I am happy to announce that based on some research and a Greasemonkey hack to make people aware of the consequences, Yahoo! is now a search engine that has natural language search results.
HTML has a wonderful attribute called
lang that allows you to define the language of the text in the current HTML element. This seems a bit superfluous as it has nothing to do with the display of the language specific character set (which is the encoding and another issue). However, defining the language has other benefits.
The first one is that search engines and other robots know what language the text is in and thus have a much less harder job to differentiate between keywords and stopwords.
The second, and most important has to do with accessibility. If you do not see the text but you get it read out to you then the pronunciation is very important. Visually impaired surfers use screen readers to tell them what is on the current page, and by defining the language, you make this a lot easier. Screen readers have different voices for different languages with the correct pronunciation rules. This is best explained with an example.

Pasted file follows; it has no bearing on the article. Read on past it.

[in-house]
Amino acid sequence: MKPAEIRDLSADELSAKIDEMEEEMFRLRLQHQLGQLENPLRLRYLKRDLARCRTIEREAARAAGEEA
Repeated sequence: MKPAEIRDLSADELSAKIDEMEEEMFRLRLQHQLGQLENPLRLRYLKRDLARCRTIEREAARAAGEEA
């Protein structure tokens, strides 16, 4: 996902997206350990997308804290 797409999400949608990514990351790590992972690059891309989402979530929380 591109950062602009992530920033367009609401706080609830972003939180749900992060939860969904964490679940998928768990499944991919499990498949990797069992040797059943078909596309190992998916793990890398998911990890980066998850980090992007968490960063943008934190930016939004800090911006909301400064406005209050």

Small attribute, great difference - with lang and without lang
The following files are recordings of what screen readers will tell visually impaired users on a search result page. They have been slowed down to make it easier for people that can see to follow, normally users will have the speed set a lot faster.
- Search result page in English with French content not flagged up with a lang attribute (mp3, 42 seconds, 670 KB)
- Search result page in English with French content flagged up as French using the lang attribute (mp3, 46 seconds, 720 KB)
- Italian search result page with French and English content without lang attributes (OGG Vorbis, 51 seconds, 400 KB)
- Italian search result page with French and English content with lang attributes (OGG Vorbis, 49 seconds, 300 KB
Thanks must go to Artur Ortega for testing with Jaws and Ryan Grove for adding the necessary information.